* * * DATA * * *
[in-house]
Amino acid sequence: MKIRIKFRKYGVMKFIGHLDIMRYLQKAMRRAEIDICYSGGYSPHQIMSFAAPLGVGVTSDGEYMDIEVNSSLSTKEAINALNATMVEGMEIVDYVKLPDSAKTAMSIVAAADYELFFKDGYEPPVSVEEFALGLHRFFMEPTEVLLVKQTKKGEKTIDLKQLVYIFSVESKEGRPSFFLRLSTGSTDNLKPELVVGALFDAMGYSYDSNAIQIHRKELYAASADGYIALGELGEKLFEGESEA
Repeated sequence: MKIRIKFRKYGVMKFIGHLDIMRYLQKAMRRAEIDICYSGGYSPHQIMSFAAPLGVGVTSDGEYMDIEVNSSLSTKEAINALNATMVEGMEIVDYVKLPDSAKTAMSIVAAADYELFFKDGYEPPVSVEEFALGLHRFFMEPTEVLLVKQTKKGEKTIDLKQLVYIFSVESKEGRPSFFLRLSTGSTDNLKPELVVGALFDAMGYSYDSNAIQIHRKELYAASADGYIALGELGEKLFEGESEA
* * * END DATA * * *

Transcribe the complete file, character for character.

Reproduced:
[in-house]
Amino acid sequence: MKIRIKFRKYGVMKFIGHLDIMRYLQKAMRRAEIDICYSGGYSPHQIMSFAAPLGVGVTSDGEYMDIEVNSSLSTKEAINALNATMVEGMEIVDYVKLPDSAKTAMSIVAAADYELFFKDGYEPPVSVEEFALGLHRFFMEPTEVLLVKQTKKGEKTIDLKQLVYIFSVESKEGRPSFFLRLSTGSTDNLKPELVVGALFDAMGYSYDSNAIQIHRKELYAASADGYIALGELGEKLFEGESEA
Repeated sequence: MKIRIKFRKYGVMKFIGHLDIMRYLQKAMRRAEIDICYSGGYSPHQIMSFAAPLGVGVTSDGEYMDIEVNSSLSTKEAINALNATMVEGMEIVDYVKLPDSAKTAMSIVAAADYELFFKDGYEPPVSVEEFALGLHRFFMEPTEVLLVKQTKKGEKTIDLKQLVYIFSVESKEGRPSFFLRLSTGSTDNLKPELVVGALFDAMGYSYDSNAIQIHRKELYAASADGYIALGELGEKLFEGESEA